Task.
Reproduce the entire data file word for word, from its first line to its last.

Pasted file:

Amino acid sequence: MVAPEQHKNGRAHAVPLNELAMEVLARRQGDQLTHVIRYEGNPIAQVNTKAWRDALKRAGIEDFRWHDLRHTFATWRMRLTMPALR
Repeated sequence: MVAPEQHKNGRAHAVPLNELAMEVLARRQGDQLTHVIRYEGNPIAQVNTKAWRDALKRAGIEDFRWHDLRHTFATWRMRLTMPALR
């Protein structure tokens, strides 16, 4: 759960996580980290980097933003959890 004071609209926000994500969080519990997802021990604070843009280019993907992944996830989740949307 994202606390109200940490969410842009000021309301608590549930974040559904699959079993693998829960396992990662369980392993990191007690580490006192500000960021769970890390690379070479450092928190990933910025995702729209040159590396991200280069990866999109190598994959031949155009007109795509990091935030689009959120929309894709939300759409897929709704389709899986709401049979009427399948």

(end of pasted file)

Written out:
Amino acid sequence: MVAPEQHKNGRAHAVPLNELAMEVLARRQGDQLTHVIRYEGNPIAQVNTKAWRDALKRAGIEDFRWHDLRHTFATWRMRLTMPALR
Repeated sequence: MVAPEQHKNGRAHAVPLNELAMEVLARRQGDQLTHVIRYEGNPIAQVNTKAWRDALKRAGIEDFRWHDLRHTFATWRMRLTMPALR
């Protein structure tokens, strides 16, 4: 759960996580980290980097933003959890 004071609209926000994500969080519990997802021990604070843009280019993907992944996830989740949307 994202606390109200940490969410842009000021309301608590549930974040559904699959079993693998829960396992990662369980392993990191007690580490006192500000960021769970890390690379070479450092928190990933910025995702729209040159590396991200280069990866999109190598994959031949155009007109795509990091935030689009959120929309894709939300759409897929709704389709899986709401049979009427399948």